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Google Announces Android Cross-Licensing Program ‘PAX’ — But Why?

“Linux and open-source software have had to contend with intellectual property legal challenges for years,” writes ZDNet. “Now, Google has started a new effort to bring peace to potential Android IP sore points: PAX… a royalty-free, community-patent cross-license.”
PAX is starting with nine members: Google, Samsung Electronics, LG Electronics, HTC, Foxconn Technology Group, Coolpad, BQ, HMD Global, and Allview. These companies own more than 230,000 global patents. PAX’s purpose is to create a “community-driven [patent] clearinghouse, developed together with our Android partners, [that] ensures that innovation and consumer choice — not patent threats — will continue to be key drivers of our Android ecosystem. PAX is free to join and open to anyone.”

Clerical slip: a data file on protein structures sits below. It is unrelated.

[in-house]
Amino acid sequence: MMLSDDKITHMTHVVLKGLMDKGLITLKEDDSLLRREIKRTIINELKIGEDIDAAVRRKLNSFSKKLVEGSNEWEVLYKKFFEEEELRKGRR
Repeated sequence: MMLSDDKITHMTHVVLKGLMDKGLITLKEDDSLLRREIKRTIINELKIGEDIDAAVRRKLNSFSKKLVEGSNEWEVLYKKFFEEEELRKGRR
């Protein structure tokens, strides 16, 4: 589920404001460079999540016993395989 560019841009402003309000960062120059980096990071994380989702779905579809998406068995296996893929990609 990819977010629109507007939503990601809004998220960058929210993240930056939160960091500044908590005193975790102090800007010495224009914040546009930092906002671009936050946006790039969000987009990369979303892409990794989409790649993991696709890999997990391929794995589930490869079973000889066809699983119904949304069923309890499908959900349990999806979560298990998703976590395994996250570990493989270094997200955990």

Slashdot reader Andy Updegroved writes:
The question is why? The announcement and the related website are extremely brief, and although everyone is invited to get a copy of the cross license, Google reserves the right to decide first whether your motives are pure and you can keep a secret. And so far, the only members of the “PAX Community” listed are existing Google business partners. Is Google aware of some new patent tempest brewing just over the horizon, about to burst into public view? And will any other company names and logos be added to the PAX Community Web page? We’ll just have to stay tuned to find out.

Andy Updegrove tells ZDNet it does involve “formal cross-licenses between participants, and therefore enforceable rights, but not an infrastructure to do more (at least insofar as one can tell from the initial announcement).”

Read more of this story at Slashdot.

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